We know the aversion of the spirits for everything that savors of cupidity and egotism, the few cases in which they help in material things ; and yet they are expected to assist in making money by their presence! The very thought is repugnant, and one must know very little of the spirit world to believe that this may be. But, as trifling spirits are less scrupulous, and only seek occasion to amuse themselves at our ex pense, it results that if persons are not mystified by a false medium, there is every chance of their being so by such spirits. These reflections alone will show the measure of the degree of confidence that should be given to communications of this kind. For the rest, why employ paid mediums, when now, if a person has not the faculty himself, he can surely find it in his family or among his friends and acquaintances ?

306. Interested mediums are not the only ones who may exact a fixed payment ; self-interest is not always seen in the hope of a material gain, but also in ambi tious views of every kind on which personal hopes may be founded ; that again is a trait on which mock ing spirits know very well how to seize, and how to profit by, with an address and skill truly remarkable, — rocking to sleep by deceitful illusions those who place themselves under their control. To recapitulate : mediumship is a faculty given for good, and good spirits withdraw from every one who would make it a step ping-stone for aught that does not answer to the views of Providence. Egotism is the sore spot in the social system ; the good spirits combat it, and it cannot be supposed that they come to serve it. This is so ra tional that it would be useless to insist further on this point.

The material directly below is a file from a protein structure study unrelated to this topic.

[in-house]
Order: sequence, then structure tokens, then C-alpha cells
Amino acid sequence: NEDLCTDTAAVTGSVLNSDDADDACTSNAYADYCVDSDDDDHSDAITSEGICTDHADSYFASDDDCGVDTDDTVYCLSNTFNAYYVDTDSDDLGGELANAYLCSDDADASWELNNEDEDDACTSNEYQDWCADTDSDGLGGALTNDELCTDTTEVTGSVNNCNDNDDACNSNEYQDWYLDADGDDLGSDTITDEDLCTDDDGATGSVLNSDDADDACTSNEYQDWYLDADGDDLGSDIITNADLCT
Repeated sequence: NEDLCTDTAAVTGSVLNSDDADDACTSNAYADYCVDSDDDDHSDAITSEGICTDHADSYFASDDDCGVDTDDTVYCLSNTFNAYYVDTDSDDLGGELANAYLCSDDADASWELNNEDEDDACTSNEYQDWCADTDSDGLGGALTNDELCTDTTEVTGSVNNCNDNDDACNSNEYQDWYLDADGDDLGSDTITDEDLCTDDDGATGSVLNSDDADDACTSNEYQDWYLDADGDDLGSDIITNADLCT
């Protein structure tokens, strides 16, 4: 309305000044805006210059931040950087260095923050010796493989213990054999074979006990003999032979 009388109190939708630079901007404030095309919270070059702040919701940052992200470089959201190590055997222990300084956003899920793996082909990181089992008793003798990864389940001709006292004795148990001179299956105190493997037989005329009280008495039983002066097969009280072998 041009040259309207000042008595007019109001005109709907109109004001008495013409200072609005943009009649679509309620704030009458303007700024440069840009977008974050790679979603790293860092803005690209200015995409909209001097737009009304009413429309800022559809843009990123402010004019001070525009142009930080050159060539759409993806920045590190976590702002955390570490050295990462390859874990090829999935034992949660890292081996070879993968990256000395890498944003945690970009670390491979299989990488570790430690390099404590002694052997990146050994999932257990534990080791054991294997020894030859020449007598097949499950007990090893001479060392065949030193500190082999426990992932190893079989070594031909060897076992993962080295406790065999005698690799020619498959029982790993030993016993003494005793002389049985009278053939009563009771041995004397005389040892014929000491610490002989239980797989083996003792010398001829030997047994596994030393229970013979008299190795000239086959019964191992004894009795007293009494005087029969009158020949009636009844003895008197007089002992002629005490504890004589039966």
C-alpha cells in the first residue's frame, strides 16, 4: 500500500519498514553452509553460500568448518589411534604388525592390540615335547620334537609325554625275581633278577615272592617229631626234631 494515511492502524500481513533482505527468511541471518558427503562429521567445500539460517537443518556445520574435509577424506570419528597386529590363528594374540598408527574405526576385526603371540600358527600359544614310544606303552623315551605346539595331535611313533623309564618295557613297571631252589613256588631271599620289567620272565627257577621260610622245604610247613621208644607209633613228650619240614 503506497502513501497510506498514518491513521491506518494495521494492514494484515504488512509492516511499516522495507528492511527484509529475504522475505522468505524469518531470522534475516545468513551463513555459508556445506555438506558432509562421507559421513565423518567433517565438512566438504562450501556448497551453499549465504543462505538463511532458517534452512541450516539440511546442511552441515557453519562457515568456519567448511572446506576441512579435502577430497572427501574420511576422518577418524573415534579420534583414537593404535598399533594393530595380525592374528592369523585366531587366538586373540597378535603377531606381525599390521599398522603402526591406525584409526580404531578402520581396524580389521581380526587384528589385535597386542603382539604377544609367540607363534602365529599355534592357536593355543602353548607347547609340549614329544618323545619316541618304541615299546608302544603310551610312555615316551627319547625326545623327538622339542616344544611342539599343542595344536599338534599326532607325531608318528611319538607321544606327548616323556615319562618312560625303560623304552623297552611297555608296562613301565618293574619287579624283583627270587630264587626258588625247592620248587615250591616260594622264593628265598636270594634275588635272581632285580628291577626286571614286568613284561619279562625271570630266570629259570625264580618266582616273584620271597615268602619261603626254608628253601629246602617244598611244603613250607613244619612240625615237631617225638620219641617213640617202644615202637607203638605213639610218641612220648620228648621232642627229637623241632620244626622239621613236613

307. Mediums for physical effects are not in the same category ; these effects are usually produced by less scrupulous, inferior spirits. We do not say that these spirits may necessarily be bad : one can be a porter and a very honest man ; a medium of this cat egory, who would make money of his faculty, might have one who would help him without repugnance ; but here again is another danger. The medium for physical effects has received his faculty no more for his pleasure than has the medium for intelligent com munications : it has been given to him on condition that he make a good use of it ; and if he abuse it, it will be withdrawn or turned to his detriment, for, per emptorily, the inferior are under the control of the superior spirits.